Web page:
Describe about the Australian Taxation for Appropriate Tax Treatment.
Hilary, a famous mountain climber is approached by “The Daily Terror”, a local newspaper with the proposal of writing her story for which the newspaper would pay a consideration of $ 10,000 to her which she gladly accepted. She completed the story without any external help and derived the promised consideration by transferring all rights and interests. Further, she goes on to derive additional payments of $ 5,000 and $ 2,000 from the sale of the manuscript and the expedition photos respectively.
In order to determine, the appropriate tax treatment of the above payments, consideration needs to be given to the Brent vs Federal Commissioner of Taxation (1971) 125 CLR case. The relevant fact in this case was that there was a contract where the appellant was to derive payments by sharing details about her marital life which was valuable as her husband was involve in a high profile robbery. In this case, there was an issue with regards to the payment being derived from transfer of information or earned through the process of interviewing (Barkoczy, 2013). The court opined the receipts would be capital as the payment derived by the appellant was for the divulged information and its copyright while the activity of narration was a mere mechanism to bring about the transfer from seller to the buyer (Coleman, 2011).
The given case needs to be viewed in the light of the above arguments. It is apparent that Hilary has professional skills pertaining to only mountain climbing and not writing or photography. Hence, the offer of $ 10,000 by a newspaper to Hilary with no writing experience make sense only when viewed in the light that the intention was to obtain private information about Hilary’s life and to copyright the same. Thus, indulgence in writing of story was a mere means to communicate the details about the personal life. Thus, the $ 10,000 derived from the newspaper is actually on account of copyrighted information about her personal life and hence the proceeds would be capital and not accessed. Similarly, with regards of manuscript and photographs clicked during expedition, their commercial value is not on account of Hilary’s skills with regards to performance of writing or clicking photographs but rather due to the subject which deals with a famous personality Hilary. Thus, these are assets (just like collectibles associated with Hillary and her life), and thus on sale, capital receipts would be obtained which would be non-assessable (CCH, 2013).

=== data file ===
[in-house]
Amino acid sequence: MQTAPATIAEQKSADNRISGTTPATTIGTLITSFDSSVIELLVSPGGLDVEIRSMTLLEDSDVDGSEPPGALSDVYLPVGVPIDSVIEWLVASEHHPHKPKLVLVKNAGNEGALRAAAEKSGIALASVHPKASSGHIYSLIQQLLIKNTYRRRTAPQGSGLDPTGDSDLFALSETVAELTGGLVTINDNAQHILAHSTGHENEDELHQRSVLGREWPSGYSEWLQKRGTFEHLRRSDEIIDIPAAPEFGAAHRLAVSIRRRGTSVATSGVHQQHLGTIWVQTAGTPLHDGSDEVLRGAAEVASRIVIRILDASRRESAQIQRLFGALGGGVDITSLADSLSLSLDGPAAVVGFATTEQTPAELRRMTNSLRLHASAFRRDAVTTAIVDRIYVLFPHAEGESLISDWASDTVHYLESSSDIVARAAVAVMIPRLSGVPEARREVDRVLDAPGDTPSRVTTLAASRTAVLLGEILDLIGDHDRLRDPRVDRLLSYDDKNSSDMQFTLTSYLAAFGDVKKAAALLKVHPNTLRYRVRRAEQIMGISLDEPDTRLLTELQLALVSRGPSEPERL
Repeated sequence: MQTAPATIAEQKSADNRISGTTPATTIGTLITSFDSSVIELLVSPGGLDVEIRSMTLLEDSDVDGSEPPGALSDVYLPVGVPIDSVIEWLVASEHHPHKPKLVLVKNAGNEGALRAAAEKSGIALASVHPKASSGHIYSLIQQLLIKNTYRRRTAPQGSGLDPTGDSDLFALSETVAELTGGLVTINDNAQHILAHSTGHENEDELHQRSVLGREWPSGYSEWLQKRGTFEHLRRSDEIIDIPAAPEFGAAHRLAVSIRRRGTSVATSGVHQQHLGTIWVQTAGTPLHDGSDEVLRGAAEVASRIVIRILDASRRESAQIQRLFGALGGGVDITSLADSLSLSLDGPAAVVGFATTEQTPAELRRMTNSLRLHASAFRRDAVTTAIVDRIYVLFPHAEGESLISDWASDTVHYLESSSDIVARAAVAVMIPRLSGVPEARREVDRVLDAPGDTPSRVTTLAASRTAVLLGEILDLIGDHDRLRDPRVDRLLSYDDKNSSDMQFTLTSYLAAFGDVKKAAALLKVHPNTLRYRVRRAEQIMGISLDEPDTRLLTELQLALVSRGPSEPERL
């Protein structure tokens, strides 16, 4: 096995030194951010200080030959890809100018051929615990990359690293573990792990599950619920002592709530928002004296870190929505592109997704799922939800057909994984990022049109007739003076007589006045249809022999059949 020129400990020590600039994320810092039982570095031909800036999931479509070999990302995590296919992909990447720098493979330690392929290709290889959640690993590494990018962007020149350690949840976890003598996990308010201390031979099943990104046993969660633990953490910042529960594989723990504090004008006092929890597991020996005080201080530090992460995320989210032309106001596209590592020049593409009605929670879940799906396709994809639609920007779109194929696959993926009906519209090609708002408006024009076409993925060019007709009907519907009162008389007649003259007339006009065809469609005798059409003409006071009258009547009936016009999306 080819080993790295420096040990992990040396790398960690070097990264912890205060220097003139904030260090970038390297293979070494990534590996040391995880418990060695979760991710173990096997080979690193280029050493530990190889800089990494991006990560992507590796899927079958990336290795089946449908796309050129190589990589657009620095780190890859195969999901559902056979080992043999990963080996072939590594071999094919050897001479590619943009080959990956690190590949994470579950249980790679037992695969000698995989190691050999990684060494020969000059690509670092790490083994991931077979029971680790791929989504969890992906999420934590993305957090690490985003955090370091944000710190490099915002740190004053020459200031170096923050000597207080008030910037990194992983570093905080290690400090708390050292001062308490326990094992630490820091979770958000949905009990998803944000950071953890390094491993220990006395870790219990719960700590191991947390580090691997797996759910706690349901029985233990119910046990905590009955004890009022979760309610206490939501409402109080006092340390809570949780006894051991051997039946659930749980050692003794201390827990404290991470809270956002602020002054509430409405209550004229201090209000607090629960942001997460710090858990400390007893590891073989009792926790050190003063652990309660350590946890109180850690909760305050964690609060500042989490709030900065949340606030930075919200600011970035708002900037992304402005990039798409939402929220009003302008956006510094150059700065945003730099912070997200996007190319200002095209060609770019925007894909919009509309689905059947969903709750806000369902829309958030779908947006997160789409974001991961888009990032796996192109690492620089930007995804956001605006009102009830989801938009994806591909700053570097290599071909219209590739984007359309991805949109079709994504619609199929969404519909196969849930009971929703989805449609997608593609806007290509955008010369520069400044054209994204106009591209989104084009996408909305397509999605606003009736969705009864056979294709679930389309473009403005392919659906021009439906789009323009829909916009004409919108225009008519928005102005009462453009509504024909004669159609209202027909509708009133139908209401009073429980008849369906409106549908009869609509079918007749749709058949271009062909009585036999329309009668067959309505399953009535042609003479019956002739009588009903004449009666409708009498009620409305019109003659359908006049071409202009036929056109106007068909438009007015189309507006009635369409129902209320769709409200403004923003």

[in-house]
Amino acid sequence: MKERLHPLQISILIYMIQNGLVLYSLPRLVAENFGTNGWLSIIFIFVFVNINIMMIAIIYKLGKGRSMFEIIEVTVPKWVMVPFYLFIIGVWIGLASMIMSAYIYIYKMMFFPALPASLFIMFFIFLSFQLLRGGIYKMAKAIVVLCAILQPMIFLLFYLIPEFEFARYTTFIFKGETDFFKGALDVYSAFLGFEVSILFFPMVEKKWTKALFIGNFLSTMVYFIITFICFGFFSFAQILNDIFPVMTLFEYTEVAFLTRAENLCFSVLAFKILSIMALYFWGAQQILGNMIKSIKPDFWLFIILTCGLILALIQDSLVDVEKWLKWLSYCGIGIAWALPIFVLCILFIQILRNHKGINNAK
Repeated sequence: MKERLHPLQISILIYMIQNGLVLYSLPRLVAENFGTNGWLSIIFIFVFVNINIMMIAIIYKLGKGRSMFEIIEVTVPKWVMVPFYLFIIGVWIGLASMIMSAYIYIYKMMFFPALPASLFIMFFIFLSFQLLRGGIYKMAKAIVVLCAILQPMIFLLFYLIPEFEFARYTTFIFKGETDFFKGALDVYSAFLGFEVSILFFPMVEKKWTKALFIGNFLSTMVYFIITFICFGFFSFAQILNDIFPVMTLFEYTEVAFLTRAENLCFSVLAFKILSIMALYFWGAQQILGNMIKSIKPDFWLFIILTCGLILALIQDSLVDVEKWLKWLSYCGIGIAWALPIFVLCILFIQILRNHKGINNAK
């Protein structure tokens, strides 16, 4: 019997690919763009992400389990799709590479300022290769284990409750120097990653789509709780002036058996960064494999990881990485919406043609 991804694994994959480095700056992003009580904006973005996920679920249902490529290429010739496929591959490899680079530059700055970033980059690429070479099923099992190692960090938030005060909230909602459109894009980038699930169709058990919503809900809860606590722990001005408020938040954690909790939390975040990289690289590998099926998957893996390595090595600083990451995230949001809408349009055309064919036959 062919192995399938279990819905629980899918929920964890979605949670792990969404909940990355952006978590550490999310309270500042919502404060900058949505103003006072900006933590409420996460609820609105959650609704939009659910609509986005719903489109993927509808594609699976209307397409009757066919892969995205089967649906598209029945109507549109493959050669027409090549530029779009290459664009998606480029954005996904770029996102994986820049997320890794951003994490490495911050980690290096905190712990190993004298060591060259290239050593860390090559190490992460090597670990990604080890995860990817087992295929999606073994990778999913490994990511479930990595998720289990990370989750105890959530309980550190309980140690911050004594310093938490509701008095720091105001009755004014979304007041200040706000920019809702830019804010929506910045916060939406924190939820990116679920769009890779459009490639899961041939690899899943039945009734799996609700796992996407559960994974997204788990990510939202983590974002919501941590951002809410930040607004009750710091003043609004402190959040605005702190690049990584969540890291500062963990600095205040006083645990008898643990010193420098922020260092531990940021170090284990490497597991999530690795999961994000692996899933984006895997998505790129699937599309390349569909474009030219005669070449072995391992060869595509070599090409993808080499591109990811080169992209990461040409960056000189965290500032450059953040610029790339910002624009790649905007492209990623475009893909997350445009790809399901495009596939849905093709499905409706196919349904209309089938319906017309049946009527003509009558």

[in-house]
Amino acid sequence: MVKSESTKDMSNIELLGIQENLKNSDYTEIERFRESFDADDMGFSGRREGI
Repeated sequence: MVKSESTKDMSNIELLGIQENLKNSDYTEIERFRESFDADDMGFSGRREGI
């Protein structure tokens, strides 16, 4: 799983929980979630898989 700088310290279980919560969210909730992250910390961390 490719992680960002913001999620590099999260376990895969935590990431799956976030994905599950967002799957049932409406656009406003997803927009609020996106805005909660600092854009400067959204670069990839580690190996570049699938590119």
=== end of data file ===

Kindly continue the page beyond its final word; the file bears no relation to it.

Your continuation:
Intent – self-satisfaction and not profit
If Hilary writes the story owing to derive only personal satisfaction and no commercial gains, then also there would not be any change in the tax treatment from the above case. This can be concluded as the essential asset which eventually would be sold is the information about her personal life which is a capital asset. Also, since there is no profit intention involved, hence writing would merely be a hobby which she would be indulging for her pleasure. Hence, the proceeds cannot be termed as ordinary income under either section 6-5 (as Hilary is not a professional writer) or section 15-15 (as writing has no profit intent) (Woellner, 2013). As a result, money received from sale later would be termed as capital receipts and would not be assessable.
As per the relevant facts mentioned in the given situation, son obtained a loan facility of $ 40,000 and repaid back the same after two years with a cheque payment of $ 44,000. The $ 4,000 extra were given to the mother as interest computed at 5% pa even though the mother made it is abundantly clear that she has no income intentions while extension of this housing loan and aims to help the son.
In this case, the aspect that requires further discussion is the payment of $ 4,000 that has been forwarded to the mother at the time of the repayment of the loan amount. It is evident that the principal repayment of $ 40,000 would not attract any tax liability on account of it being a capital receipt (Sadiq et. al., 2014). With regards to the appropriate tax treatment of the interest amount, the following three options arise.
Ordinary income as defined in Section 6(5) – For the interest payment to be recognised under Section 6(5), it is imperative that it must be derived from usual business activity but the situation lacks any information to suggest that the mother operates a money lending business (Deutsch et. al., 2015).